We got to the appointment to hear the final pathology report…more anticipatory tension.  We ended up getting some relatively wonderful news- yes, it’s a low grade cancer, and he’ll need scans to check the rest of his body for other masses- which may or may not have to be removed, depending on if they were causing trouble.  The mass was well-encapsulated, so not just spreading willy-nilly in his neck.  Also great news. The surgeon thought it had been there for 5-10 years, it’s that slow growing. He’ll be seeing an oncologist after the scans to find out what was next (come to find out, he’ll be seeing my oncologist, so I could reassure dad that he’s a good guy).  I got some label for what the description of the mass was, but when I looked up the words online, it was more confusing than helpful; will wait to ask the oncologist 🙂

Dad is going to be OK.  The doc said that this kind of cancer won’t kill dad. It’s quite probable that he’s going to have another 10 years of quality living.  That is a huge answer to prayer.  Yes, one day dad will die. But thankfully, it won’t be anytime soon. ❤

When It’s Too Late To Fix Leukemia

This week, a local anchorwoman died of complications from leukemia. She was diagnosed on Tuesday and was dead Thursday night. Two days. That was it.  She had been working as scheduled  up until the day she called 911 for a worsening bladder infection, with severe pain and nausea. Then she got the devastating news she had leukemia. The next day she needed emergency brain surgery, and never woke up. She was 29 years old. Vibrant. Professional. Animal lover. Upbeat.

You can search:  Jeannie Hayes, WREX-TV 13, Rockford, IL and get more of the media reports.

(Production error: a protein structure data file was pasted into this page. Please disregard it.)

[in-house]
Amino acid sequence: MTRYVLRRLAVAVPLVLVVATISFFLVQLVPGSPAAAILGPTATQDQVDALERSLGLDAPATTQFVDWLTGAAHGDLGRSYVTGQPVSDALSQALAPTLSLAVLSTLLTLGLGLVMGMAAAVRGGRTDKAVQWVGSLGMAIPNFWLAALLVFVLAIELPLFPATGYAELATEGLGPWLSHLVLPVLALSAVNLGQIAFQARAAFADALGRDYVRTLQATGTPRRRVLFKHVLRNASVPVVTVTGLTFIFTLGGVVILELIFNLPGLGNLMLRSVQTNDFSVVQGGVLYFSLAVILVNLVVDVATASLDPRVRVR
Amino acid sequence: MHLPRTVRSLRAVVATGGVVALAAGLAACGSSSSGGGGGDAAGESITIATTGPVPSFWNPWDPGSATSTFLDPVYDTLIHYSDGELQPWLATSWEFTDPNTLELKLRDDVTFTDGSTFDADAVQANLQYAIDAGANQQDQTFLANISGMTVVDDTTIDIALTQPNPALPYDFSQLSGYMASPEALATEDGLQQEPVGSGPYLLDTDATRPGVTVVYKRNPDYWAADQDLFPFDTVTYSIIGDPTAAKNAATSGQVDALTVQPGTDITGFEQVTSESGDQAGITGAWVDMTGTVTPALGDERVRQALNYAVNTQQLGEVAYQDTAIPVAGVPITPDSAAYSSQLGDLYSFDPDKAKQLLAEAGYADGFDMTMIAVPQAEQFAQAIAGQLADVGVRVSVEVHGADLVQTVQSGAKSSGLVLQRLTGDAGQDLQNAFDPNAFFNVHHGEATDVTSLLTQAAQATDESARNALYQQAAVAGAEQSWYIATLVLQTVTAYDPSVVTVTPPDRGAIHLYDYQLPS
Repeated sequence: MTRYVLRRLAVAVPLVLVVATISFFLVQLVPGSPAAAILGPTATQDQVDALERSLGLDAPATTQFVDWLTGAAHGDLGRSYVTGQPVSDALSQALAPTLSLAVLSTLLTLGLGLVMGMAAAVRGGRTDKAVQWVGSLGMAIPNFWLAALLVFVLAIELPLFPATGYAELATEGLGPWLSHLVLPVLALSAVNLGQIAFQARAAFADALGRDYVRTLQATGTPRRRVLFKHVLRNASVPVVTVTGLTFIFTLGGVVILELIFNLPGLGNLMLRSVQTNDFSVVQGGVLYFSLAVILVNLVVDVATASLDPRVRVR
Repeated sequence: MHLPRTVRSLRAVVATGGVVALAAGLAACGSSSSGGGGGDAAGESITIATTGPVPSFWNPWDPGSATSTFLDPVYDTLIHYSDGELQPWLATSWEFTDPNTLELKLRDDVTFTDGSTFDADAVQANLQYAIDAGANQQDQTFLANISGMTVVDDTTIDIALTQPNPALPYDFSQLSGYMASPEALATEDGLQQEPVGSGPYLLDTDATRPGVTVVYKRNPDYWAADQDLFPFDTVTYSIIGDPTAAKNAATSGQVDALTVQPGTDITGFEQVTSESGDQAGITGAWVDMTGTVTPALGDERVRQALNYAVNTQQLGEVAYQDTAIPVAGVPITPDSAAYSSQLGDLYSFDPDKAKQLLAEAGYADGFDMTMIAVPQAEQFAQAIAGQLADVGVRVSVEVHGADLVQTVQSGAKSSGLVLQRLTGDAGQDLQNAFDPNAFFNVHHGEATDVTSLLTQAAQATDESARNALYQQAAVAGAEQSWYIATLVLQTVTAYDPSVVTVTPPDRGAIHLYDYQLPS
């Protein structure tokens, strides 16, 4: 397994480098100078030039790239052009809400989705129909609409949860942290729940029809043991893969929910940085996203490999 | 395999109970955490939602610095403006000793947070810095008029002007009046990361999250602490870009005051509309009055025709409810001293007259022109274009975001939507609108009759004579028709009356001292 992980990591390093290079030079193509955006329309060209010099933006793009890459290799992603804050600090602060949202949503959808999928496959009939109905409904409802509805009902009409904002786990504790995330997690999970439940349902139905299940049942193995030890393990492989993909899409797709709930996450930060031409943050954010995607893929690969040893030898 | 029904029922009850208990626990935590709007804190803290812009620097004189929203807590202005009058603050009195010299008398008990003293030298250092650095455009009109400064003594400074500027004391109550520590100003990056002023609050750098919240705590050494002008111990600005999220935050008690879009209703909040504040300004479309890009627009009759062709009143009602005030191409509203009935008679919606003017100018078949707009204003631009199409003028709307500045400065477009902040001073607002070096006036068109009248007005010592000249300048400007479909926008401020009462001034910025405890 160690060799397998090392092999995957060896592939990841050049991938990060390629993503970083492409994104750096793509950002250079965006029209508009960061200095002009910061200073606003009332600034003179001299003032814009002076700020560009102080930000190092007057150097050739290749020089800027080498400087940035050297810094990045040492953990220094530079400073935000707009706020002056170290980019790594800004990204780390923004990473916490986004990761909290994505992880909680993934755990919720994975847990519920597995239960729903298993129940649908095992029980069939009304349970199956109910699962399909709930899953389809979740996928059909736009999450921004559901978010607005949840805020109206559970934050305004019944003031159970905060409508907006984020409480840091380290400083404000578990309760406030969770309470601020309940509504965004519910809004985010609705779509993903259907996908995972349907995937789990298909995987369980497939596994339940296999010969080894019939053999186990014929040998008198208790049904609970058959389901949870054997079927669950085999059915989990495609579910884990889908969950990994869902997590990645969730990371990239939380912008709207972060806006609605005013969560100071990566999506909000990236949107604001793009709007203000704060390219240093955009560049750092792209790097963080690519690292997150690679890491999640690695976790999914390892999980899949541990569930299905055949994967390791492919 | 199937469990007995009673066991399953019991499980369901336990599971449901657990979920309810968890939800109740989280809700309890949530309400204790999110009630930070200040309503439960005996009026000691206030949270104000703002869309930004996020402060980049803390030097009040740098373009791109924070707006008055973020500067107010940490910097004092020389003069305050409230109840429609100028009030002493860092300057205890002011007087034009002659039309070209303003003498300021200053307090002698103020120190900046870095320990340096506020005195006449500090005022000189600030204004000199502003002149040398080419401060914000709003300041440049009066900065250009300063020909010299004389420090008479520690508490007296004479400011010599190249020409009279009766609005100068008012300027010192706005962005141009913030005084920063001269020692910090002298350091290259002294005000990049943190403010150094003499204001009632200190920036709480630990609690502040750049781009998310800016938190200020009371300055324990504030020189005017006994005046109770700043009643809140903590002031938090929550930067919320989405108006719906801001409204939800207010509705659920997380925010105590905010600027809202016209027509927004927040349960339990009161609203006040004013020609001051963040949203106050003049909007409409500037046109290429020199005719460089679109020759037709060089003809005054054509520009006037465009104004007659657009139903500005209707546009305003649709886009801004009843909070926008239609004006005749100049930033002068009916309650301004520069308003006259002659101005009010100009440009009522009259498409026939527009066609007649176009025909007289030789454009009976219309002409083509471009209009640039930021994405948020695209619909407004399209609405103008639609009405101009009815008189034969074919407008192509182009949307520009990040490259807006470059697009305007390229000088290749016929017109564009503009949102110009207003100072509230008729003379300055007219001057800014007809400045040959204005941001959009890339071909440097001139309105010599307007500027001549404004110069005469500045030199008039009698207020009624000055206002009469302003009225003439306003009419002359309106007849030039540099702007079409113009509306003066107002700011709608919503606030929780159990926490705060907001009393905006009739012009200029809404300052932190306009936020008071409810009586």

Of course my first thoughts were with her family, friends, and coworkers. They had no time to really register what was going on.  One day, she was working, the next day she finds out she has cancer, and on the second day she died.  Scary stuff.  I’m sure they’re still in somewhat of a state of shock. Her viewing was today at a local church.  A week ago, their lives were ‘normal’.  They had no warning.

As a leukemia survivor (also with acute myelocytic leukemia, subtype M3, or acute promyelocytic leukemia), it hits really close to home. I don’t know what subtype Jeannie had.  I found out about mine through a standard CBC (complete blood count) that was part of my annual diabetic assessment. My lab work was BAD. As an RN since 1985, I didn’t necessarily know what flavor of ‘bad’ I had, but I knew it wasn’t good- I had a bit of warning.  I had been scheduled for a bone marrow biopsy, but didn’t make it to that appointment before the shortness of breath led me to a 911 call. I have a history of blood clots in my lungs, and have been told to always get anything ‘funky’ checked out. I knew what my lab work looked like. And I knew that the shortness of breath was likely due to anemia. But I never know…